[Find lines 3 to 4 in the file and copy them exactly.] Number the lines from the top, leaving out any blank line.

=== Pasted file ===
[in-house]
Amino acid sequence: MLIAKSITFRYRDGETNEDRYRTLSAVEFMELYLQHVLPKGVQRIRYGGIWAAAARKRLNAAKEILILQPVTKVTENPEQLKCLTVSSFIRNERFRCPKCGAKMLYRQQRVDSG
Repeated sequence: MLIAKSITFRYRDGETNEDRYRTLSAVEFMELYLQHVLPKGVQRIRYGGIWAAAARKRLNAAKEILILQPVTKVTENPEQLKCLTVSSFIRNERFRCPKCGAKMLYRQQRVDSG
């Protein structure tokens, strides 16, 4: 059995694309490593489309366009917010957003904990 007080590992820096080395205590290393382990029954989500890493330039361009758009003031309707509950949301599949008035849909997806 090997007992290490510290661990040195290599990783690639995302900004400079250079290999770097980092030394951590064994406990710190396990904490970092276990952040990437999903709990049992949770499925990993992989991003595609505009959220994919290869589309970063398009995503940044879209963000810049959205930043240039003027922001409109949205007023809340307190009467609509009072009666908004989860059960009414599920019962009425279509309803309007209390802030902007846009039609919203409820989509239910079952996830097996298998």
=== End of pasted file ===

Repeated sequence: MLIAKSITFRYRDGETNEDRYRTLSAVEFMELYLQHVLPKGVQRIRYGGIWAAAARKRLNAAKEILILQPVTKVTENPEQLKCLTVSSFIRNERFRCPKCGAKMLYRQQRVDSG
């Protein structure tokens, strides 16, 4: 059995694309490593489309366009917010957003904990 007080590992820096080395205590290393382990029954989500890493330039361009758009003031309707509950949301599949008035849909997806 090997007992290490510290661990040195290599990783690639995302900004400079250079290999770097980092030394951590064994406990710190396990904490970092276990952040990437999903709990049992949770499925990993992989991003595609505009959220994919290869589309970063398009995503940044879209963000810049959205930043240039003027922001409109949205007023809340307190009467609509009072009666908004989860059960009414599920019962009425279509309803309007209390802030902007846009039609919203409820989509239910079952996830097996298998």